|Beaches of Nova Scotia|
Tuesday, May 21, 2013
Save a place for me
I am a grieving mother. We are the family that other things happen to, you know, you see it on television or hear about it in the news but it doesn’t happen to normal people. I am sitting here on my bed in Nova Scotia, one of Christian’s most favorite places to be. The place he had so many firsts, so many great days, so many great memories. Last summer was glorious and liberating for Christian, as he really became a young boy with the ability and desire to do all the things a five year old wants to do. And now all the things that never will be again surround me and my heart and soul feel as though they have been ripped from my body and the rest of me has been dropped in a deep well. There are many dark and secret things that a grieving mother and father never want to say out loud. Sometimes not even to each other. Mostly out of fear, fear of what other people will think, fear that somebody will want to check me into a hospital because they think I am suicidal but mostly just the fear that nobody will ever understand the pain grieving parents experience on a daily, hourly and minute by minute basis.
It is a horrifying experience to watch your child suffer through years of trauma, pain, surgery’s, disappointment, sickness, limitations, anxiety and the inexplicable emotional nightmares. It almost haunts me more than watching him suffer through his last breaths. Thinking today about the extended time he spent in the ICU intubated, I want to be sick to my stomach when I remembered the moment I saw tears coming down his eyes and we were desperately trying to figure out what was wrong without him being able to verbalize it because of his breathing tube. Finally I asked him if he needed a cuddle and he shakes his head, “Yes”. Forgetting that for the past 10 months he hadn’t gone a day or more likely an hour without cuddling us and here he had being in this ICU for almost a week without our touch beside him, my arms around him and his head on my chest. Moms and dads,are the gentle and ‘safe’ person for their children, we are the oncology ward specialists. We are the ones to administer the needles, change the dressings, calm the fears, hold the barf bucket, try to stave off the fear we see mounting in their eyes, attempt to answer the questions to which there are no answers. “Mommy, when will all this cancer business be over?” I wish I didn’t have the answer to this last question of his, but his physical battle with cancer ended on January 14 of 2013 and I fear that the emotional scars of these past two years will last until I am lowered into the ground myself. We have seen things that I will never be able to describe to another person unless they walk their child into the same unit and experience the same level of fear and torment. I do not blame anyone for not wanting to walk in these shoes, I don’t want to walk in them and I wish I could say, “thank goodness that is not happening to us, we are so blessed.”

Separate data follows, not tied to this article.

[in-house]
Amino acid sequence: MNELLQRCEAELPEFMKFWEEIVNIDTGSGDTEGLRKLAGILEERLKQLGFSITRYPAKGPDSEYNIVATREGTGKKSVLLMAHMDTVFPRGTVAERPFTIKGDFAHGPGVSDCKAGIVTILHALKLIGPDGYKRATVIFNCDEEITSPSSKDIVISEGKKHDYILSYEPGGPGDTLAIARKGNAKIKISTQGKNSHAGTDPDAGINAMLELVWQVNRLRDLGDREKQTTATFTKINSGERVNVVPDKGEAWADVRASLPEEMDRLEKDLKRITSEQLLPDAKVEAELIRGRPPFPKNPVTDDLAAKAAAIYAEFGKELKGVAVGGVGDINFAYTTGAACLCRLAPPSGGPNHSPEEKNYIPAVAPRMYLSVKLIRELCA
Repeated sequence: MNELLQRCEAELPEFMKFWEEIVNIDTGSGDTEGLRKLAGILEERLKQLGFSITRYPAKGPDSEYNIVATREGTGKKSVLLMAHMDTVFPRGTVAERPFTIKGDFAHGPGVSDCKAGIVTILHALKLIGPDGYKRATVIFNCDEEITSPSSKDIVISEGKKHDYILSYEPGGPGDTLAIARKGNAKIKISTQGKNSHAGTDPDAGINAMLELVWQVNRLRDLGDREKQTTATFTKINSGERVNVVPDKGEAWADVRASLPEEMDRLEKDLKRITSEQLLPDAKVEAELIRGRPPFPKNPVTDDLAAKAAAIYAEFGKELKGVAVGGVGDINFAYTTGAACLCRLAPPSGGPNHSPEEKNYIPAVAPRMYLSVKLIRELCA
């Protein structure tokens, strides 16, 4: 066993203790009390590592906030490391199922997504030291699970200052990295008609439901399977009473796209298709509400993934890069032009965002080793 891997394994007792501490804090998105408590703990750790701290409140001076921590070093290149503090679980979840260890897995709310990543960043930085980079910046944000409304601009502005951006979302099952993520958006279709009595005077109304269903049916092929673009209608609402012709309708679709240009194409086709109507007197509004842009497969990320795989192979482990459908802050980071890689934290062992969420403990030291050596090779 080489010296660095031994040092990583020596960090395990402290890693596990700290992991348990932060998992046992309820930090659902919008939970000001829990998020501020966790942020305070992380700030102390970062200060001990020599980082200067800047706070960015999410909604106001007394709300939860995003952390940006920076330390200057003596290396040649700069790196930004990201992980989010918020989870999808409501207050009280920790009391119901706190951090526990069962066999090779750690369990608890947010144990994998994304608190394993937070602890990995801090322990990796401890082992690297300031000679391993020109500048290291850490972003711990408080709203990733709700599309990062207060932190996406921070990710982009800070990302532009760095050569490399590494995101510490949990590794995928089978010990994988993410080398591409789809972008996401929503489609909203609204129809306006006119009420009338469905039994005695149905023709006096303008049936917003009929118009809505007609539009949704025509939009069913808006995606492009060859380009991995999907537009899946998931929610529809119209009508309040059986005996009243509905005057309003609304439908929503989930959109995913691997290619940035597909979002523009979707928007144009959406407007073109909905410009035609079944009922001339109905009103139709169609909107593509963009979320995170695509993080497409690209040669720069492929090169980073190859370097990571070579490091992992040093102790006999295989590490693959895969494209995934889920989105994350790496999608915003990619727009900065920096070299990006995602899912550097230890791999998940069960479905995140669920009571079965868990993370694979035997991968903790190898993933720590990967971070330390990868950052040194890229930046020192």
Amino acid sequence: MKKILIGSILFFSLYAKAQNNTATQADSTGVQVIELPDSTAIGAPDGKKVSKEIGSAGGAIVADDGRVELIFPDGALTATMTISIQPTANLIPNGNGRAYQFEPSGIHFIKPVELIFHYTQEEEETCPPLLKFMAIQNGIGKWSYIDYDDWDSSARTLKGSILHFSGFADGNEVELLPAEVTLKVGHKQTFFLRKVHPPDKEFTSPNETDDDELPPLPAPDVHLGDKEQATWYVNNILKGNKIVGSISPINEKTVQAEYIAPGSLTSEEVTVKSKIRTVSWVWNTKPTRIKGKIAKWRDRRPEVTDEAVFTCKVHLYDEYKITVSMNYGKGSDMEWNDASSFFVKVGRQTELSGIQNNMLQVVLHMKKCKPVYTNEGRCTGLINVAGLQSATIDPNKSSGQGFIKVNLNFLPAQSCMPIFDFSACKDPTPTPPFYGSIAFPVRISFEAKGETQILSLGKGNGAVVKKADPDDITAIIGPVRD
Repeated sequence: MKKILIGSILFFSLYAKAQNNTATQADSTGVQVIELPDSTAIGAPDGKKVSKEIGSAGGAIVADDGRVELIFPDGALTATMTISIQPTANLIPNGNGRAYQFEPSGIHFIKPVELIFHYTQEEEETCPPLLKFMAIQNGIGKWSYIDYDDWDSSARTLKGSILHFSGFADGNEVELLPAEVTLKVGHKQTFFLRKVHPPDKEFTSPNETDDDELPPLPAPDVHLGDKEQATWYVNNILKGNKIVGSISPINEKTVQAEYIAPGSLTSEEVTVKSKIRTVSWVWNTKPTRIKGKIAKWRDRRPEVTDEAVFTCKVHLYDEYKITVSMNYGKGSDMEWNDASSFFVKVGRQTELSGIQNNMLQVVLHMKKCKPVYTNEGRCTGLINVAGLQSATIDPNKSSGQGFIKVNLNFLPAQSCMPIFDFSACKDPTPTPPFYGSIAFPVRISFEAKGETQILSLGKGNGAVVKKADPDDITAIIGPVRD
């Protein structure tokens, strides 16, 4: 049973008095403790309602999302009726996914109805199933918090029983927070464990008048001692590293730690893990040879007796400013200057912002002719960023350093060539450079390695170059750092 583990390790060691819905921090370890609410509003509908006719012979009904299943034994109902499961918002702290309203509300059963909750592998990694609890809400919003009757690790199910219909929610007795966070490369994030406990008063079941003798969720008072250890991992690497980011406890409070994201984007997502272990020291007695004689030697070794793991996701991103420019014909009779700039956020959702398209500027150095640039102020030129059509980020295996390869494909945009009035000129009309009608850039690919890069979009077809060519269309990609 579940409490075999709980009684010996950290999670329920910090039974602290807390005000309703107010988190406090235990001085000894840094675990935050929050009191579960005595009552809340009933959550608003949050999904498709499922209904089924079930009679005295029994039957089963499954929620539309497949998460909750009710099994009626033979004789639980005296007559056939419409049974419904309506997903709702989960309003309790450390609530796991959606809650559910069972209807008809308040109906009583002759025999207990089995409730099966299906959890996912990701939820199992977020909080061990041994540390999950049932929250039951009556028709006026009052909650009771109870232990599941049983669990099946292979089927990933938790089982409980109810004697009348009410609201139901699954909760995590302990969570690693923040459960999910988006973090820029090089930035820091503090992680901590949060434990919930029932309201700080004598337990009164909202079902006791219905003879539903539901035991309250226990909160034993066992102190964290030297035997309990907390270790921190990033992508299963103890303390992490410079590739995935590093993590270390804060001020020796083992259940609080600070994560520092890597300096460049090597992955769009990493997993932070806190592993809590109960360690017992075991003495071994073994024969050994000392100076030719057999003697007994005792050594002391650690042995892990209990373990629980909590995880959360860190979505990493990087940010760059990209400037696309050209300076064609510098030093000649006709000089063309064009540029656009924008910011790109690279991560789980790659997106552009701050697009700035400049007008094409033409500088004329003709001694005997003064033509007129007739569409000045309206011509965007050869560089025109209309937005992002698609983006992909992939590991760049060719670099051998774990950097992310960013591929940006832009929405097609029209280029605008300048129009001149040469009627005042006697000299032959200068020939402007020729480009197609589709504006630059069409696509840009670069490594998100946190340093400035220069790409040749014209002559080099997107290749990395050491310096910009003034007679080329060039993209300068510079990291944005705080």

What most people don’t see about the grieving process are the heart wrenching moments you would imagine a brokenhearted parent would have. The moments we hide away in a dark room and behind closed doors where nobody can see. Today I was reduced to absolute sobbing as I drove away from the golf course where I had dropped Chris off to play a round, a round of golf that didn’t get to happen for Christian. There will be no celebration round for him this year at the Truro Golf Club, at least not one here on earth. But the sight of Christian's beloved Eagle head cover on Chris’ driver was more than my heart could tolerate. I tried to keep my eyes opened as I drove down the street, cognizant of the groans escaping my lips and tears covering my face. You don’t see the times I hide in the bathroom stall silently balling or covering my mouth with my sweatshirt, hoping that the person next door won’t hear the intermittent sobs. Fits of anguish brought on by the slightest mention of a word; hospital, surgery, Star Wars and Hero Factory to mention just a few. The sight of siblings playing together and enjoying being ‘friends’ reminds me of what Evelyn and Ryan lost in their big brother going to heaven.